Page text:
At Shore's Border:
An Introduction to Louis Daniel Brodsky's Lake Nebagamon Trilogy


by James B. Carothers,
Professor of English at the University of Kansas






At Shore's Border, volume three of Louis Daniel Brodsky's connected suites of poems on his special quest for his "exquisite nowhere," completes (but does not conclude) the story of his series of deliberate returns to the special place of his childhood and adolescence. Admitting, as early as the title poem in his 1988 collection says, that "You Can’t Go Back, Exactly," he nevertheless returned again, in the fall of 2006, to Lake Nebagamon, Wisconsin, "just east of Lake Superior's southernmost tip," to revisit the boys' camp where he grew from boy to adolescent to young man, over his fourteen years as camper and counselor. The first 2006 return led to six more secular retreats, in all, culminating in the collection At Water's Edge, subtitled "Poems of Lake Nebagamon, Volume One" (2010). Having chosen "the territory to which I might light out," this older, sophisticated Huck Finn returned for five more visits to Nebagamon, between spring 2009 and deep midwinter 2009-2010, followed by volume two, At Dock's End (2011). 

Now comes At Shore's Border, with four seasonal journeys, by the "benign interloper," to this remembered and re-encountered landscape, leading to four more suites of poems, beginning in mid-March 2010 and continuing through the poet's "Disappearing in Autumn," of that same year. The poems of this present volume are encouraging to the reader of the two previous collections, especially as the poet seems to have found what he was looking for when he undertook this project, in At Water's Edge:

                                          Hoping that before memory grows too old to care,

                                          I might catch even a dim glimpse

                                          Of the child within the man I am,

                                          Who began his first of fourteen camp summers

                                          Just down the road, fifty-five years from here.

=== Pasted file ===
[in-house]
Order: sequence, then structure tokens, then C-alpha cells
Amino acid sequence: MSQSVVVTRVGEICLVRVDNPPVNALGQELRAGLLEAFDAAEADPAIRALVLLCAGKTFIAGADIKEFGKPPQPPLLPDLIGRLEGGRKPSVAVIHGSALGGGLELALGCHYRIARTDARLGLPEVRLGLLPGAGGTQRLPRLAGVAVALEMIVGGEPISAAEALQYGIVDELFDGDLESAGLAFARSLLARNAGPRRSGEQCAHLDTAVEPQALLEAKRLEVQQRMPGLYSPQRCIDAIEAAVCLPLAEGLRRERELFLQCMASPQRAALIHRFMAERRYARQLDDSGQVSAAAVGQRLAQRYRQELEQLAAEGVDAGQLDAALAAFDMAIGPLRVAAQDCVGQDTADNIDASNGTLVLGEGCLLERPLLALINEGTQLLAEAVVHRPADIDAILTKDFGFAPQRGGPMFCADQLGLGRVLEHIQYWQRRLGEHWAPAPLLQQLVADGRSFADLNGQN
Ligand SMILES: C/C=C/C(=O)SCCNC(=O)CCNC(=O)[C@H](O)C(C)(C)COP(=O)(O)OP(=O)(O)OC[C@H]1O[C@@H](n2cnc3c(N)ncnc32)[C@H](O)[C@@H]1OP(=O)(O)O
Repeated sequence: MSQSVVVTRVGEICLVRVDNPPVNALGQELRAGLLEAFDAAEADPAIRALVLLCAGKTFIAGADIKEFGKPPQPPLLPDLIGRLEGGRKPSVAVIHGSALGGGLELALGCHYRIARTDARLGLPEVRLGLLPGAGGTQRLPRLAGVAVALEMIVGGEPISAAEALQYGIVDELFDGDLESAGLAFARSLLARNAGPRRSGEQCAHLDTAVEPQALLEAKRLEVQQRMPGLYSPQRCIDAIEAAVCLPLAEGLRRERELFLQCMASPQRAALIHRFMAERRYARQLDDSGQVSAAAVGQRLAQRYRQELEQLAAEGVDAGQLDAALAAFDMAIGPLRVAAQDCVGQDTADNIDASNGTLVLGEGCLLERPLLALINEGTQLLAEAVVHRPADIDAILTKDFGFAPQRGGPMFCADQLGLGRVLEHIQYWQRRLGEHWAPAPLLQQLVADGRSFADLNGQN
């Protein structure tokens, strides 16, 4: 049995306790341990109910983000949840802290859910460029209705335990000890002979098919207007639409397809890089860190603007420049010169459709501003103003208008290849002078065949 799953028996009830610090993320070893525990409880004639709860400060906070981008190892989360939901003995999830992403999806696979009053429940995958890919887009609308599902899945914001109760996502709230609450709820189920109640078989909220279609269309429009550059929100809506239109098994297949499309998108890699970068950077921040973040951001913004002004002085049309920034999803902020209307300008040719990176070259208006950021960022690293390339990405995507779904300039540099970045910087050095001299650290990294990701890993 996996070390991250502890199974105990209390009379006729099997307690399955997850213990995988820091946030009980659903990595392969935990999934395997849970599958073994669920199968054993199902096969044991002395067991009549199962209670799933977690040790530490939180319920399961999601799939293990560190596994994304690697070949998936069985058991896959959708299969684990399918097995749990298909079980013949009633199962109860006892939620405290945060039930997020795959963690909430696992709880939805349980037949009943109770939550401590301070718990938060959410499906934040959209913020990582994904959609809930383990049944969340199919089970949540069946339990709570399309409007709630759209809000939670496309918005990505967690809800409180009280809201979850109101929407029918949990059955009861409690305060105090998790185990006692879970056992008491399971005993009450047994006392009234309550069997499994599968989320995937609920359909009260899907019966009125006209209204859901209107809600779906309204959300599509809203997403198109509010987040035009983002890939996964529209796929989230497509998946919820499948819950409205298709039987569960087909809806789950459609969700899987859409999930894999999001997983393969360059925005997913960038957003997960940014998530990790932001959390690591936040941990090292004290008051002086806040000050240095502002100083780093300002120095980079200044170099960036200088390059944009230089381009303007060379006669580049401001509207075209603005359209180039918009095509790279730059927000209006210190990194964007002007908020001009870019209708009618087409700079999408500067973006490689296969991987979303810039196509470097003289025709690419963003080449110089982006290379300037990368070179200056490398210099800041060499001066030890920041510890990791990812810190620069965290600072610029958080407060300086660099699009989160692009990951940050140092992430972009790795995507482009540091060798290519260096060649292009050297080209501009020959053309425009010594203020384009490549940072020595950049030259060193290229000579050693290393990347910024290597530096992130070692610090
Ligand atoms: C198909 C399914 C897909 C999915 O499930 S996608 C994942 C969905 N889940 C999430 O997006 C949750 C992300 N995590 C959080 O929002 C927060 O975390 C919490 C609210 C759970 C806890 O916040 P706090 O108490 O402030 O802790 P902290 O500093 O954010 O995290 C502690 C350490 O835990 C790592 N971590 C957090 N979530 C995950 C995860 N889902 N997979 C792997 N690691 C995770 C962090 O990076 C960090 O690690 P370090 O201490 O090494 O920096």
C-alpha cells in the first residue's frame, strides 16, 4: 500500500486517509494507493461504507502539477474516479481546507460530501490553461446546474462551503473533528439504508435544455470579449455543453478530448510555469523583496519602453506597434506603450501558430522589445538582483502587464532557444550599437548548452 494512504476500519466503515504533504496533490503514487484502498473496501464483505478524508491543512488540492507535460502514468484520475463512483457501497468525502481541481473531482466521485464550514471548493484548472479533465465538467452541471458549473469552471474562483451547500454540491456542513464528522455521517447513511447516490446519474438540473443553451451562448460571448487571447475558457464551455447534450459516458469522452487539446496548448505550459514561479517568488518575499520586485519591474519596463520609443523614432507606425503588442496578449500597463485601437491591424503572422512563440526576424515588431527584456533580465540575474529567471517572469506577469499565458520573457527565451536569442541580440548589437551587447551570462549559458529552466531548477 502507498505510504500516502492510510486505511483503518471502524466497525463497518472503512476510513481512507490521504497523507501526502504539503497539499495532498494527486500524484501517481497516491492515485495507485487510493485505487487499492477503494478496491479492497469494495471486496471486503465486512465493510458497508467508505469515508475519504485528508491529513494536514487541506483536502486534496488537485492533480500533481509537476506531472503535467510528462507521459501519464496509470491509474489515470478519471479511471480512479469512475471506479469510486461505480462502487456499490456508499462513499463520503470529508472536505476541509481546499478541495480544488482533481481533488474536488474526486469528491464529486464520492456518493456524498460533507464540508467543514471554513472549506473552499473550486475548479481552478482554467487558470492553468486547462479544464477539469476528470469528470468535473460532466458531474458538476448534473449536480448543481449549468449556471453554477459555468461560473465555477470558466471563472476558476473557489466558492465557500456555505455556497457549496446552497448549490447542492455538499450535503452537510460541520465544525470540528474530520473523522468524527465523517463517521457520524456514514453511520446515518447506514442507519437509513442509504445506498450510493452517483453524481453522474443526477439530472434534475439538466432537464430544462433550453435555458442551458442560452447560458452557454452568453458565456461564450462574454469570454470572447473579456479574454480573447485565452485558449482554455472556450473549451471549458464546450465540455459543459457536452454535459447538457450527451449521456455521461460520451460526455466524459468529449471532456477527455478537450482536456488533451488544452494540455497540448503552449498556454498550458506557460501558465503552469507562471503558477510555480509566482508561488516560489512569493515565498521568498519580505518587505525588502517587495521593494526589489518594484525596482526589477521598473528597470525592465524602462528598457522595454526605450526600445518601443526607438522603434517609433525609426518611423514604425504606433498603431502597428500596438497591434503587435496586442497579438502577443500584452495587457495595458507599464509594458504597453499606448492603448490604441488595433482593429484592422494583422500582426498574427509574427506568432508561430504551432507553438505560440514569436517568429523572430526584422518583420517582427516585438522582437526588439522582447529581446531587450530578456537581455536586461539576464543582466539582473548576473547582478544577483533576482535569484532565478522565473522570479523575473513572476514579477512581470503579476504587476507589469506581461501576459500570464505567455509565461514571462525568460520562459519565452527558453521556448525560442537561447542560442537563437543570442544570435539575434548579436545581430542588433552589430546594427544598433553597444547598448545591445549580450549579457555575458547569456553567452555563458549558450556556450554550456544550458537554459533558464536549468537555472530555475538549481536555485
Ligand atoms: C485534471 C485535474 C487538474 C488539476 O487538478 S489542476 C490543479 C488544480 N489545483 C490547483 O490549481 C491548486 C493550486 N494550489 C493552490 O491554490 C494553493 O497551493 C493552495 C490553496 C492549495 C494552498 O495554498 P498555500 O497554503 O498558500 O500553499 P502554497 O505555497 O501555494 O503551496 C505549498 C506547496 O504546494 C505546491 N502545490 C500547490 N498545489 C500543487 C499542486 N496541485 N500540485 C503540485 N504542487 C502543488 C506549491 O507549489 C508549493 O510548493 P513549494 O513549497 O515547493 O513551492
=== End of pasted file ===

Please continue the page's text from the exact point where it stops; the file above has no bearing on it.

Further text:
He gives us those glimpses, in the first volume — not many but highly suggestive. In "A Duck to Water," he sees "a trinity of ducks" on the lake, which recalls, to him, the "shy, husky kid"

                                          Who, on his first summer away from home,

                                          In his loneliness, almost every chance he had,

                                          Took to the clunky, hand-operated side-wheel boats,

                                          Like a duck to water,

                                          Paddling along, close by the shore.

What we notice, here, is not so much the observer's veneration of "The Wild Swans at Coole" as the wry remembrance of that lonely boy. The speaker in these poems compares himself to a solitary loon, "Creating, from its haunting loneliness,/An image that might sustain us, for our time together." Elsewhere, he jokes with Robert Frost: "Whose woods these are, I think I know . . ./They’re mine," but immediately after this, we find that he notices that in this season, "the only trees that seem to be living . . . are the dead ones"

                                          Proclaiming in their crumbling muteness,

                                          The truth of the ages:

                                          Everything must give way.

At Water's Edge gives us the poet's mordant stoicism, leading him to question his own quest, even in what, on the surface, seems to be grammatically affirmative but implies, instead, a quiet resignation:

                                          And in this land, so far away from who I am,

                                          I’m at peace with all that's left for me to get done

                                          Before the sun sets my stone in place.

In At Dock's End, the poet, in his prologue, gives us, his visitor in St. Louis, the lake of the conventional Innisfree kind, calling out, to him, in the voice of another loon, which wails twice.  If we ask him how he can hear the loon in such a place, he gives his "joyous answer":

                                          "Because those haunting wails,

                                          Echoing elegiacally, calling me back,

                                          Are my waking and sleeping dreams,

                                          Oracles prophesying my life’s infinite peace."

What needs to be read here is that the loon is prophesying; the bird is elevated from omen to oracle, and the haunting wails appear in his dreams, so there may be a subtle self-mockery in the "joyous" answer. The poet returns, once more, to the lake, "when nothing in my other life satisfies my craving for quiet." And yet, he is well aware that his own poems, "my soul's holy scrolls," are brought to publication in his "other life," and he admits the possibility that he is not looking for silence at all but, rather, a place, a “reliquary” in which to deposit "Poetic reflections on the mysteries of epiphany and ecstasy,/The deepest yearnings of my unaging imagination."  Yeats, of course, is all over these lines, and the poet's delightfully shameless borrowings may not constitute a playful exercise in pastiche but, rather, an authentic new speculation on the purpose of his continuing journeys toward the lake, woods, and rented cabin he sometimes calls "home."